Brother Knows Best

As of Bastille Day last year (July 14 – you don’t celebrate?), the manufacture of T-12 fluorescent tubes and also fixtures stopped, in compliance with the Energy Independence and Security Act of 2007 (EISA) and the latest Department of Energy efficiency standards. You could, I suppose, still rush out and buy them today (they continue to be sold while inventories last) and one of the reasons for dumping them is one of the reasons I like them, the “waste” heat they produce. A significant part of enhanced growth from plant lighting can be attributed to that “waste” heat. But that would be short-term thinking and a truly wasted opportunity to do something even better for your bottom line and trim your carbon footprint at the same time. So what are some viable alternatives? To answer that, I went straight to my source for questions like these, my big brother Tom.

Tom says, “T-5 fluorescents.” Specifically, four foot F54T5 high output, cool white, single-tube strip lights. While using almost exactly the same number of watts per foot as my 8-foot high output 110W T-12 tubes, they produce twice the light (though very little heat) and therefore should require only half the number of tubes. So, my 2-tube 8-foot fixture is replaced by 2 single-tube 4-foot fixtures installed end to end (I assume T5’s are not made in 8 foot lengths because of how thin they are, only 5/8 of an inch). The initial cost ends up being remarkably similar. And, according to one manufacturer, Sunlight Supply, plants love them:“T5 lamps provide the ideal spectrum for plant growth. Photosynthesis rates peak at 435 nm and 680 nm. A 6500K T5 lamp has a spectral distribution with relative intensity peaks at 435 nm and 615 nm. This equates to very little wasted light energy in terms of plant growth”. 

If you really want to delve into nanometers of wavelength or degrees Kelvin of color temperature, check back with the Cannabis boys; they give those subjects much more than…uh… a token pass? Me, I’ll take Sunlight Supply at their word.

Tom also had a good word for several other technologies. Did I mention that he’s a lifelong Master Electrician, and has never lied to me? LED has been getting a lot of attention lately for horticultural uses, and may well be what we‘ll all be using in years to come. But it remains so specifically tuned to particular crops that I can’t help feeling it’s the equivalent of making a super-vitamin to replace all human nutritional needs. How do you know you aren’t missing something important? Besides, fuchsia-colored light does nothing for my complexion. That said, there are companies offering affordable LED tubes to retrofit into old fluorescent fixtures, at 33W/8 foot tube, cutting your electric bill in half yet again. “You’ll have to bypass the ballast,” says Tom.  “And you may have to swap out the tombstones.” Those are the little white plastic tube holders at the ends of fixtures. For growing plugs, by the way, always choose the Cool White option, the one with the higher color temperature (Don’t ask, just take Tom’s word for it.). There are also other LED configurations specifically for plant lighting, but all seem to me prohibitively expensive.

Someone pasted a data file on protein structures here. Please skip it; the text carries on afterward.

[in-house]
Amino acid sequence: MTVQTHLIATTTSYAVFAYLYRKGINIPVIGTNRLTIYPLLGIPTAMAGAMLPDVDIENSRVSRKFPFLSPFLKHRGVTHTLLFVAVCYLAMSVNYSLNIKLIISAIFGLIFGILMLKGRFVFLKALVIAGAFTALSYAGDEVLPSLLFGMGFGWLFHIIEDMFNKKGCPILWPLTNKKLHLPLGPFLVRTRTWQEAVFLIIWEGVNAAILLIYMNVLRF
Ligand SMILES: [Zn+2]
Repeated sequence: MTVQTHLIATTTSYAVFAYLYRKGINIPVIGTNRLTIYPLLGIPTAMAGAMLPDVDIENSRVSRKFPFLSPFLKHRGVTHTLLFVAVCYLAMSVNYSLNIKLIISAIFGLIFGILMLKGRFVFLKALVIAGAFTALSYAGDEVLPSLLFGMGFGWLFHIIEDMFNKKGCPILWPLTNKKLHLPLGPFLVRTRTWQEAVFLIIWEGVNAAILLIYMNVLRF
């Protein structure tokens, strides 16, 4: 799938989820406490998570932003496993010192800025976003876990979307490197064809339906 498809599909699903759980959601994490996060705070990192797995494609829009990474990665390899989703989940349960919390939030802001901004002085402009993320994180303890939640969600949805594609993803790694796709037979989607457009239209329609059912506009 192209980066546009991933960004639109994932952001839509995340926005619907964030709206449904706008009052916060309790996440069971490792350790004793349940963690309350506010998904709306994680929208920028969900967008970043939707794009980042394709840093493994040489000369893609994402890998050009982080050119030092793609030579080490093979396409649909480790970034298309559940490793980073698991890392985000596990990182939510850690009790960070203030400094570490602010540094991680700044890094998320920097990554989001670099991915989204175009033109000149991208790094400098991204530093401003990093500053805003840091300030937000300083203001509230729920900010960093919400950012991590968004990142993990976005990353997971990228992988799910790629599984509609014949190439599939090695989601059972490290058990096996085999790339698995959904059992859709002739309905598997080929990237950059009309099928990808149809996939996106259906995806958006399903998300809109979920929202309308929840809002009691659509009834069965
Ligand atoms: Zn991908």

The rest of your plant lighting options are much more suited for use as supplements in a natural light setting, in a greenhouse or hoophouse, by virtue of their physical size and the intense concentration of their light down to a small point source. With outputs from 200W to 2000W and prices to match, they are usually suspended well above a crop to allow the light to spread over as wide an area as possible. Examples include metal halide (MH), high pressure sodium (HPS), and high intensity discharge lighting (HID).

However, the one to really keep an eye on in coming years, according to Tom, is induction lighting. In a case of Steampunk meets Star Wars, this 19th century invention of Nikola Tesla is finally getting the attention it deserves.  Adaptable to all of the lighting technologies I’ve discussed so far, it simply removes the electrodes from inside the bulb and instead excites the gasses or phosphors from without, with radio frequencies or magnetic fields. This allows for more options in light quality, very high conversion efficiencies and up to ten years of lamp life.  Very pricy for the time being but remember, you heard it here first (and if you already knew, welcome to the Nerd Club).

Well, you may have nothing better to do, but I need to go rotate and water my plugs. I forgot to mention that one of the down sides to T12 tubes is their uneven light from end to end. To keep my plugs from reaching toward the center, I rotate my trays every day. That’s not supposed to be an issue with T5’s but I’d probably continue to shift trays nonetheless. I use PVC pipe rails under my trays to allow them to air-prune, so pulling out one tray and sliding the rest down is quick and easy. Besides providing a good opportunity to pay closer attention to your plants, it also compensates for any bad habits you might have in your watering technique. The end result (usually), picture-perfect plugs.

 
Random Representative Sources
(no endorsements implied)


T5 horticultural fixtures
www.sunlightsupply.com

LED retrofit tubes
www.EagleLight.com

General horticultural lighting
www.PARsource.com

High tech LED solutions
www.lighting.philips.com

Horticultural induction lighting
www.inda-gro.com

* http:// /p-12140-sunblaster-t5-ho-fluorescent-strip-lights.aspx

Joe Schmitt

Fair Field Flowers

Joe Schmitt is a member of Fair Field Flowers in Madison, Wisconsin. Contact him at [email protected]